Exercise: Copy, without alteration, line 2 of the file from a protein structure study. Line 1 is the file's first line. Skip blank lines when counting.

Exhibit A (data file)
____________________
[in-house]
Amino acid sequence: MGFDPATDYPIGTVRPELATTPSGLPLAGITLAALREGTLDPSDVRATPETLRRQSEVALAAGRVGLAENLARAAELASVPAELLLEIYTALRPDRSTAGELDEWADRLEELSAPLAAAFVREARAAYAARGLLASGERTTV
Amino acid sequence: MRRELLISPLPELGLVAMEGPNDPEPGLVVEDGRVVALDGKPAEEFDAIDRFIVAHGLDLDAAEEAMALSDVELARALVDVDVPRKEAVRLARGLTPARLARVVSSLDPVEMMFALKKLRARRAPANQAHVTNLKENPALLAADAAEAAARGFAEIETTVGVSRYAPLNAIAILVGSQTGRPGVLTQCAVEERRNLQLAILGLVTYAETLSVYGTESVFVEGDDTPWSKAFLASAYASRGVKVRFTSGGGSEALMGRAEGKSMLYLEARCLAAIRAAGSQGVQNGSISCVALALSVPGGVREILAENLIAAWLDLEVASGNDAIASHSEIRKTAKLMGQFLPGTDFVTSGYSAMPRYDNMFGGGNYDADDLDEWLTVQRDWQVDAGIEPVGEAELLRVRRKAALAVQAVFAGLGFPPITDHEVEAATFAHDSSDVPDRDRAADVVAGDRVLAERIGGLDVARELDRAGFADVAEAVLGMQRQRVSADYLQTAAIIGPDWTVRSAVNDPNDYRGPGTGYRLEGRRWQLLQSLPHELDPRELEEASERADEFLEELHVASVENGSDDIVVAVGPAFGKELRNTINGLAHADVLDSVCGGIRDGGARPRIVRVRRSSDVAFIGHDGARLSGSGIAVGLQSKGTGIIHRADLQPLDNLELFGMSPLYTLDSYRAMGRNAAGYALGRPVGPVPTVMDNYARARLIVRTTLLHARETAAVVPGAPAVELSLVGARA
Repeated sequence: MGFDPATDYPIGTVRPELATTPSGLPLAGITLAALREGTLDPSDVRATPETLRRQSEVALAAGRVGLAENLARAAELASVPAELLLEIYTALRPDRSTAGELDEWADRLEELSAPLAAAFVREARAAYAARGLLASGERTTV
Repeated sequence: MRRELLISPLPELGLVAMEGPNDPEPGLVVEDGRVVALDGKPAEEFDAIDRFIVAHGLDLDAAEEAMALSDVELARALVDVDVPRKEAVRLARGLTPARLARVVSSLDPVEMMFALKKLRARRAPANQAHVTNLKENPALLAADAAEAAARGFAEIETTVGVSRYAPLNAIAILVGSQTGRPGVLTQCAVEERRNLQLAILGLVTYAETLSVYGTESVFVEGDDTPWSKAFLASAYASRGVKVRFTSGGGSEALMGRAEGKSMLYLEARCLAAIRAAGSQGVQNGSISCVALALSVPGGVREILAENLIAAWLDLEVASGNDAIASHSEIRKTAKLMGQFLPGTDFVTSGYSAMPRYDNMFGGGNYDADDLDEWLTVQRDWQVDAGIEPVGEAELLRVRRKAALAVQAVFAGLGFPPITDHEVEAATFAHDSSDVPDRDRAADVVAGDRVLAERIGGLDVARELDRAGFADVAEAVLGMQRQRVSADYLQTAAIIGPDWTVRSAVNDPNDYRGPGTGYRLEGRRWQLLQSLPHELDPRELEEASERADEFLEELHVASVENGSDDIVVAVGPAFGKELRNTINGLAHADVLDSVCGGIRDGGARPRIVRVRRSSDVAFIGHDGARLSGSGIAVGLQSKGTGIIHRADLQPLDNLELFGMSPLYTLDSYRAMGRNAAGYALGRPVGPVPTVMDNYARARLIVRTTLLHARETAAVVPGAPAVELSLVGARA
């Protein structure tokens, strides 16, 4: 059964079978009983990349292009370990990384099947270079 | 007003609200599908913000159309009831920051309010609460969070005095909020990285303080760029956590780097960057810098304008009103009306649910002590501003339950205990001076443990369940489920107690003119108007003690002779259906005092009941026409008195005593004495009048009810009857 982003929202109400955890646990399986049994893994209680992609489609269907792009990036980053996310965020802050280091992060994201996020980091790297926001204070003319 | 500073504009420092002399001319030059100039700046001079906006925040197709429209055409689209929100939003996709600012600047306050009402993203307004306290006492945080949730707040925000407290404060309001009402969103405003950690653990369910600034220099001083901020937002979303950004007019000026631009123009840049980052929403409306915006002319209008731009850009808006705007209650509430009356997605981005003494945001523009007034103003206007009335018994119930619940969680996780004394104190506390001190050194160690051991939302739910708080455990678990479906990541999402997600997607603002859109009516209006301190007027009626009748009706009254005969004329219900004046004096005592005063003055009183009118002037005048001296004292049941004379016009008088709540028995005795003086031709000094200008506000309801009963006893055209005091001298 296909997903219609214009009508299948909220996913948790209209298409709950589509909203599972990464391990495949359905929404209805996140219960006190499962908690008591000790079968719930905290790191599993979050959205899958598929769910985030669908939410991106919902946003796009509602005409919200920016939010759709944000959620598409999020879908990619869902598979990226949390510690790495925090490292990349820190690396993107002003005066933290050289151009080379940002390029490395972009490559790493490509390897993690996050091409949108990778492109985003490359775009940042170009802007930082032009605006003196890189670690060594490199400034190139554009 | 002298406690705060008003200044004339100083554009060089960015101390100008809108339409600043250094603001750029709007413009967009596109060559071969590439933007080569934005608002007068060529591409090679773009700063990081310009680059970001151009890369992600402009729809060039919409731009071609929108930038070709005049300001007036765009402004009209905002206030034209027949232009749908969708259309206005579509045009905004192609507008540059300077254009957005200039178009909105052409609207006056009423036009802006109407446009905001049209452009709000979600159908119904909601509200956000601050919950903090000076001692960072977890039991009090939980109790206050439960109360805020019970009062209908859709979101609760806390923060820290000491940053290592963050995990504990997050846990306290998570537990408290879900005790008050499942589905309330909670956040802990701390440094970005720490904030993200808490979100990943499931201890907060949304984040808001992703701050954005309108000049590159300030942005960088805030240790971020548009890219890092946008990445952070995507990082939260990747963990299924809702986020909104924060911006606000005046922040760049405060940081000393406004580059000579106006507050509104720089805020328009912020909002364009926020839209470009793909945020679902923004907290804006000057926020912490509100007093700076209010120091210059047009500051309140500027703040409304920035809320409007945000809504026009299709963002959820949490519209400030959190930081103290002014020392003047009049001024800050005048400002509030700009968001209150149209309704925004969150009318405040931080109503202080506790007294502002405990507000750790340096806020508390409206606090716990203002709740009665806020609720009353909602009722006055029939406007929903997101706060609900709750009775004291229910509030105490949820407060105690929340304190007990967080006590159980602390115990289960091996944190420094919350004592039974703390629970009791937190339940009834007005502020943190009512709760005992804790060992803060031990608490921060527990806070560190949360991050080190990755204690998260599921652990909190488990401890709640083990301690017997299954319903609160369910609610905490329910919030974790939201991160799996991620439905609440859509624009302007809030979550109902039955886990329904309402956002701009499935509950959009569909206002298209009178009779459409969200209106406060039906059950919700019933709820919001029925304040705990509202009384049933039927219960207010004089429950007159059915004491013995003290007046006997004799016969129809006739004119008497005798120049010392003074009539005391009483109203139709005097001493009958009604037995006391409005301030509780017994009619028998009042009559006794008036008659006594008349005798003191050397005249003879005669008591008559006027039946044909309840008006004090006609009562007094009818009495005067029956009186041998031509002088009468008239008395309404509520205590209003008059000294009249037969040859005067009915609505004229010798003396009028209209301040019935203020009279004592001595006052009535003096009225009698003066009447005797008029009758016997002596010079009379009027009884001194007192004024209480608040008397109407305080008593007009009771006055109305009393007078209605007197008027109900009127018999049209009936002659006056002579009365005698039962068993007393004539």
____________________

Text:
Amino acid sequence: MGFDPATDYPIGTVRPELATTPSGLPLAGITLAALREGTLDPSDVRATPETLRRQSEVALAAGRVGLAENLARAAELASVPAELLLEIYTALRPDRSTAGELDEWADRLEELSAPLAAAFVREARAAYAARGLLASGERTTV